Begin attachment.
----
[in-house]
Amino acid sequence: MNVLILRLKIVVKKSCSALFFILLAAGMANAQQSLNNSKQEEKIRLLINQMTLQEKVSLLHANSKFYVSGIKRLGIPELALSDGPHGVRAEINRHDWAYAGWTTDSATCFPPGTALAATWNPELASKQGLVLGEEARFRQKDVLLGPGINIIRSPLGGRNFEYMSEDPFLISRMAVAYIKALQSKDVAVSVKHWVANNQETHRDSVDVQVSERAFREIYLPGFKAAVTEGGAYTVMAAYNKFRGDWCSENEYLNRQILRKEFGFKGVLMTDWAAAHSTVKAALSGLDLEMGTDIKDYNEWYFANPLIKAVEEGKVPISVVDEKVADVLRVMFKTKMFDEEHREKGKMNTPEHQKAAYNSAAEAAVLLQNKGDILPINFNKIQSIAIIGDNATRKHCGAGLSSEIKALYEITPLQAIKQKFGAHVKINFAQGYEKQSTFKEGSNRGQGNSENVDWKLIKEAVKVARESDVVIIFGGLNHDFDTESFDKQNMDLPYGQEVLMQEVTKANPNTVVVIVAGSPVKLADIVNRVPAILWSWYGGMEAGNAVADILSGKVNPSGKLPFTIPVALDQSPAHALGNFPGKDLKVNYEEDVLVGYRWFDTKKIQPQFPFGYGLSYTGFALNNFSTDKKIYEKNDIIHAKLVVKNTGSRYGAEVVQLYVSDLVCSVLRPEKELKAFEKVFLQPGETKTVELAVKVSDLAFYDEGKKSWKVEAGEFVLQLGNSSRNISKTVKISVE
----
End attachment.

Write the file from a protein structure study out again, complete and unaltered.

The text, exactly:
[in-house]
Amino acid sequence: MNVLILRLKIVVKKSCSALFFILLAAGMANAQQSLNNSKQEEKIRLLINQMTLQEKVSLLHANSKFYVSGIKRLGIPELALSDGPHGVRAEINRHDWAYAGWTTDSATCFPPGTALAATWNPELASKQGLVLGEEARFRQKDVLLGPGINIIRSPLGGRNFEYMSEDPFLISRMAVAYIKALQSKDVAVSVKHWVANNQETHRDSVDVQVSERAFREIYLPGFKAAVTEGGAYTVMAAYNKFRGDWCSENEYLNRQILRKEFGFKGVLMTDWAAAHSTVKAALSGLDLEMGTDIKDYNEWYFANPLIKAVEEGKVPISVVDEKVADVLRVMFKTKMFDEEHREKGKMNTPEHQKAAYNSAAEAAVLLQNKGDILPINFNKIQSIAIIGDNATRKHCGAGLSSEIKALYEITPLQAIKQKFGAHVKINFAQGYEKQSTFKEGSNRGQGNSENVDWKLIKEAVKVARESDVVIIFGGLNHDFDTESFDKQNMDLPYGQEVLMQEVTKANPNTVVVIVAGSPVKLADIVNRVPAILWSWYGGMEAGNAVADILSGKVNPSGKLPFTIPVALDQSPAHALGNFPGKDLKVNYEEDVLVGYRWFDTKKIQPQFPFGYGLSYTGFALNNFSTDKKIYEKNDIIHAKLVVKNTGSRYGAEVVQLYVSDLVCSVLRPEKELKAFEKVFLQPGETKTVELAVKVSDLAFYDEGKKSWKVEAGEFVLQLGNSSRNISKTVKISVE